Whether you are adding a new product line, selling internationally or creating new products, ShelfTrend has the eBay market data you need
Most eBay sellers are looking for ways to grow their businesses. But in a marketplace where you can trade almost anything, deciding exactly what to sell is a big challenge.
Sellers will often start their research by looking at bestseller lists or searching the eBay site. That’s OK if you are shopping, but for sellers it can lead them in the wrong direction. To be truly successful, a deeper, more comprehensive understanding of what sells is required. That is what ShelfTrend has set out to deliver.
By analyzing live eBay data, ShelfTrend can help sellers find patterns and gaps, and decide how to move into new categories, expand overseas or develop new private label products. With a free basic plan available, sellers don’t have anything to lose by trying it out.
With Promoted Listings, eBay sellers can pay to jump to the top of the search results. How can sellers use these ads to best effect?
eBay Promoted Listings is a pretty simple advertising scheme.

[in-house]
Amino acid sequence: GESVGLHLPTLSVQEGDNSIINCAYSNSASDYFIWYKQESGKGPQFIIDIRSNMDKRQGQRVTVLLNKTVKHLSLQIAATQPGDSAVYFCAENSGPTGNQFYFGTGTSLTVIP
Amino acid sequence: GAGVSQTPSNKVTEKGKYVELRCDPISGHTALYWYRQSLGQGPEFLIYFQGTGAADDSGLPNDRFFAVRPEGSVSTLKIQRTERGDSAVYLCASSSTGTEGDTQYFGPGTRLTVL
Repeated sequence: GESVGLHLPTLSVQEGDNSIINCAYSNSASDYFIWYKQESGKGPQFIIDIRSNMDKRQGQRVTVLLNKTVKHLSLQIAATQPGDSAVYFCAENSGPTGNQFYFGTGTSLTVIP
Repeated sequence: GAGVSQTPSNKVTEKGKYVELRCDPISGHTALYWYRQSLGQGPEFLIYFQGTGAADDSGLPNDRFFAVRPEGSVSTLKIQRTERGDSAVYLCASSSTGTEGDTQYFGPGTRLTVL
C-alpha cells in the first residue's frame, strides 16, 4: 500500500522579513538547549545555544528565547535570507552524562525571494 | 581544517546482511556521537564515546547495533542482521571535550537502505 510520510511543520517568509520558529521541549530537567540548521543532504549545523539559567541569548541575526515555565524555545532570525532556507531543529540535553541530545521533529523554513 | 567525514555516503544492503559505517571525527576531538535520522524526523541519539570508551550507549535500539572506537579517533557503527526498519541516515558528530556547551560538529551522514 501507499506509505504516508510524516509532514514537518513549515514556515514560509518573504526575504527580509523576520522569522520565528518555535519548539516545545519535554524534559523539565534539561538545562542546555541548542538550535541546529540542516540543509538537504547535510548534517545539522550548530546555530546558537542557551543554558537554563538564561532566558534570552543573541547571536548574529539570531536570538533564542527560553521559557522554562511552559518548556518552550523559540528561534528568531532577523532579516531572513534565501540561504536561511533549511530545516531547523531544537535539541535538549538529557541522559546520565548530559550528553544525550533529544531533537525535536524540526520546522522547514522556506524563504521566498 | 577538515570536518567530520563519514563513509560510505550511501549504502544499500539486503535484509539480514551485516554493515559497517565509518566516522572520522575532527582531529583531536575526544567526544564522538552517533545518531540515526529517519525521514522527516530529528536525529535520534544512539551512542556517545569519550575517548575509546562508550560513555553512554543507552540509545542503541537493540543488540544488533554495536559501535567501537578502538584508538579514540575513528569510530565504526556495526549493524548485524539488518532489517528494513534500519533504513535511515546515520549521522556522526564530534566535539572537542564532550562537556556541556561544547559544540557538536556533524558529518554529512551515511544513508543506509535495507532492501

You just choose which items to promote, and how much of the sale price you are willing to pay. eBay then boosts your items from their normal positions in the search results to the fourth or fifth spots from the top.
If a buyer clicks on a promoted item and goes on to buy it, you pay eBay the percentage you set, in addition to the usual final value fee. If the item does not sell, you pay nothing.
Despite its simplicity, there’s still a lot to think about with eBay Promoted Listings. How do you choose which items to promote? How much should you pay? Should you promote them all the time or just sometimes? When should you adjust the amount you’re paying?
Here’s the top ten questions we hear from sellers about Promoted Listings, and how to make sure you get the most out of every extra penny you give to eBay.
There’s more choice and innovation in eBay repricing software than you might think. Is automatic pricing finally risk-free for eBay sellers?
Businesses who sell competitive products are constantly fighting over price. It’s never been easier for shoppers to compare by price, and there’s precious little that will persuade them to go with a seller who isn’t the cheapest.
Sellers need to continually update their prices to remain competitive. Many adjust them automatically using repricing tools, but this type of software is often associated just with Amazon. eBay sellers can assume that this type of software isn’t available to them, or won’t work properly, and that they must monitor and regulate their prices manually.
But that is not the case. eBay repricing software has really come of age in recent times.
There are now several tools on the market which address the challenges of repricing on eBay, taking a number of different, innovative approaches to solve the key problems. We’ll take a look at four of them: Price Spectre, RepricerExpress, StreetPricer and Price Guard.